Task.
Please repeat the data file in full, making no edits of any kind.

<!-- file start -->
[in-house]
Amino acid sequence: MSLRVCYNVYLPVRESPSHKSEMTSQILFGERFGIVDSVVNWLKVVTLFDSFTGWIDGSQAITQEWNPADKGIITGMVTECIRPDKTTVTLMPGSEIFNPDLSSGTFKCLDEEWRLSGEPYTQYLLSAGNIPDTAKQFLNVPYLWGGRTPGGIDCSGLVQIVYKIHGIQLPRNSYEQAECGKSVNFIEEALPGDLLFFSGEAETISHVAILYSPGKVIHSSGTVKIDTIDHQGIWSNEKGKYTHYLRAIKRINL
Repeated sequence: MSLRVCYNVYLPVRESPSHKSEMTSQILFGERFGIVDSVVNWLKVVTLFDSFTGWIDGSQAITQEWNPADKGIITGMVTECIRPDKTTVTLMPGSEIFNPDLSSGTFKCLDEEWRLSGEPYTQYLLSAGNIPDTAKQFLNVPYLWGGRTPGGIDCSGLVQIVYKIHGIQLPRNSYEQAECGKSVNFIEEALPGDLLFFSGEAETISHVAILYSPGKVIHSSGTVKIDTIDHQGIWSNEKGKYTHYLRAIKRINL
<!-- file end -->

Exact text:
[in-house]
Amino acid sequence: MSLRVCYNVYLPVRESPSHKSEMTSQILFGERFGIVDSVVNWLKVVTLFDSFTGWIDGSQAITQEWNPADKGIITGMVTECIRPDKTTVTLMPGSEIFNPDLSSGTFKCLDEEWRLSGEPYTQYLLSAGNIPDTAKQFLNVPYLWGGRTPGGIDCSGLVQIVYKIHGIQLPRNSYEQAECGKSVNFIEEALPGDLLFFSGEAETISHVAILYSPGKVIHSSGTVKIDTIDHQGIWSNEKGKYTHYLRAIKRINL
Repeated sequence: MSLRVCYNVYLPVRESPSHKSEMTSQILFGERFGIVDSVVNWLKVVTLFDSFTGWIDGSQAITQEWNPADKGIITGMVTECIRPDKTTVTLMPGSEIFNPDLSSGTFKCLDEEWRLSGEPYTQYLLSAGNIPDTAKQFLNVPYLWGGRTPGGIDCSGLVQIVYKIHGIQLPRNSYEQAECGKSVNFIEEALPGDLLFFSGEAETISHVAILYSPGKVIHSSGTVKIDTIDHQGIWSNEKGKYTHYLRAIKRINL